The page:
In the year 1443, ships with a
special cargo arrived in Lagos: shortly after, the first Africans were sold at
the village gates. Despite this dark shadow over the
town of Lagos, the Town Council decided to create a Memory Space for these
first Africans, made slaves in Portuguese territory.
The biggest challenge was to create
a museum with content in different densities and layers, where technology was
less prominent but adding value, creating a more enriching experience for
Based on this logic of different densities and layers, and together with P-06 Atelier, we created an
exhibition that works without recourse to digital content.
On top of this exhibition, with a more physical, analogue
and elegantly designed approach, a subtle digital layer has been added,
found in screens hidden in shop windows and display totems.
notice them when the digital content emerges out of nothing. We call them
“ghost screens”, as they only come to life when, for example, a 500-year-old
memory is suddenly revealed, or a character winks at us.
For visitors wanting to deepen
their knowledge and interact more with the content, a third layer has been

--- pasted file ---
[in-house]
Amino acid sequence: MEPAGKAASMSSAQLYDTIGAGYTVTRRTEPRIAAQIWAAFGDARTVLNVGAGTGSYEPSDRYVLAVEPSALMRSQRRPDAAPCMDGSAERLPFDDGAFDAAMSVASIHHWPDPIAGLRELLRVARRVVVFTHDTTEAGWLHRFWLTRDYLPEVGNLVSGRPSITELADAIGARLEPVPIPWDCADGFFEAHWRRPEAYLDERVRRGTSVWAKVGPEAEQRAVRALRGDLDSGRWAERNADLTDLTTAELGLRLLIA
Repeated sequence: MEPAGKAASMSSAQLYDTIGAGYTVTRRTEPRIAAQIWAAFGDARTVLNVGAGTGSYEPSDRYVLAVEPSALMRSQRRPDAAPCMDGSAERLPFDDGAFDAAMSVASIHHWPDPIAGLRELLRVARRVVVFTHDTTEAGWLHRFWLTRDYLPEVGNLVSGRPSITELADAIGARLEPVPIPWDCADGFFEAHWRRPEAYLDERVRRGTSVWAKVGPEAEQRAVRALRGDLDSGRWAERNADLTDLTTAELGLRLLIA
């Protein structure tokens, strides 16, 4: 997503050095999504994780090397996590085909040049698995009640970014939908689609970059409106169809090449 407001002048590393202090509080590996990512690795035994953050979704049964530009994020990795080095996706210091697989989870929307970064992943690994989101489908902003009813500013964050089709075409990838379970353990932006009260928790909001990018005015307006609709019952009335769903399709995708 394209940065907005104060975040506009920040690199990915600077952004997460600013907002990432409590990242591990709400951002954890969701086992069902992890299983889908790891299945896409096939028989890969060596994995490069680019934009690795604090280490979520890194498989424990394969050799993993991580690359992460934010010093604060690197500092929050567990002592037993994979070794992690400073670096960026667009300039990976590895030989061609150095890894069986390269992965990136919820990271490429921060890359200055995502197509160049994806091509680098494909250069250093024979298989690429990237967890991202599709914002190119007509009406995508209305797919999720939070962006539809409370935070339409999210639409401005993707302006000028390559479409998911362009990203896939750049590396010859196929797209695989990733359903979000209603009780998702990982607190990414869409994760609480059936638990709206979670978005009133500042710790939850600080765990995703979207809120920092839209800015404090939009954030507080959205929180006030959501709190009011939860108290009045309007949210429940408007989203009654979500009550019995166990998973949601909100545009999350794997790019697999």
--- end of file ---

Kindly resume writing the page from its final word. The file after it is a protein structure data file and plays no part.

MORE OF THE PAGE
added, accessible through Augmented
Reality. Visitors are invited to use one of the tablets available at
the exhibition entrance to point at maps, illustrations and suitably identified
objects in the exhibition to reveal new stories, such as the animated “Cantino
Map”, a reconstructed ivory spoon, or seeing the development of the town of
Lagos over the centuries.
Sometimes technology is a means to
break down physical and/or mental barriers, and that is true with this project.
The Slave Market building cannot be adapted for people with mobility
difficulties, so to overcome this architectural difficulty, we developed a 3D immersive visit where the entire exhibition is accessible through virtual reality glasses.